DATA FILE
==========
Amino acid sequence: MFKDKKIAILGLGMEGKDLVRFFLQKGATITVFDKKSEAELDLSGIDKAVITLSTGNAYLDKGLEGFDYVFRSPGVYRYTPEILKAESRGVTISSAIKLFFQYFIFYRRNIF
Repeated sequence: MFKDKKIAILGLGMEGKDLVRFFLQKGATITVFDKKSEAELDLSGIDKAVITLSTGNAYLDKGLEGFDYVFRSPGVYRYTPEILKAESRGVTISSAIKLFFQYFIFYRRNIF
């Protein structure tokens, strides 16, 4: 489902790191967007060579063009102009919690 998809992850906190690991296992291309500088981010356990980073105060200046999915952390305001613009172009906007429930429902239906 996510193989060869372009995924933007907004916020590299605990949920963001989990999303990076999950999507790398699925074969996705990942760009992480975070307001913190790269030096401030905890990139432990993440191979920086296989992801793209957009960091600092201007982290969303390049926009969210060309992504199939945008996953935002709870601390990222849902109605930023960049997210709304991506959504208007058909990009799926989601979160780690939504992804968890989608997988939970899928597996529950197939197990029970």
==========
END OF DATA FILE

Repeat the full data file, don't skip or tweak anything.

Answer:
Amino acid sequence: MFKDKKIAILGLGMEGKDLVRFFLQKGATITVFDKKSEAELDLSGIDKAVITLSTGNAYLDKGLEGFDYVFRSPGVYRYTPEILKAESRGVTISSAIKLFFQYFIFYRRNIF
Repeated sequence: MFKDKKIAILGLGMEGKDLVRFFLQKGATITVFDKKSEAELDLSGIDKAVITLSTGNAYLDKGLEGFDYVFRSPGVYRYTPEILKAESRGVTISSAIKLFFQYFIFYRRNIF
């Protein structure tokens, strides 16, 4: 489902790191967007060579063009102009919690 998809992850906190690991296992291309500088981010356990980073105060200046999915952390305001613009172009906007429930429902239906 996510193989060869372009995924933007907004916020590299605990949920963001989990999303990076999950999507790398699925074969996705990942760009992480975070307001913190790269030096401030905890990139432990993440191979920086296989992801793209957009960091600092201007982290969303390049926009969210060309992504199939945008996953935002709870601390990222849902109605930023960049997210709304991506959504208007058909990009799926989601979160780690939504992804968890989608997988939970899928597996529950197939197990029970």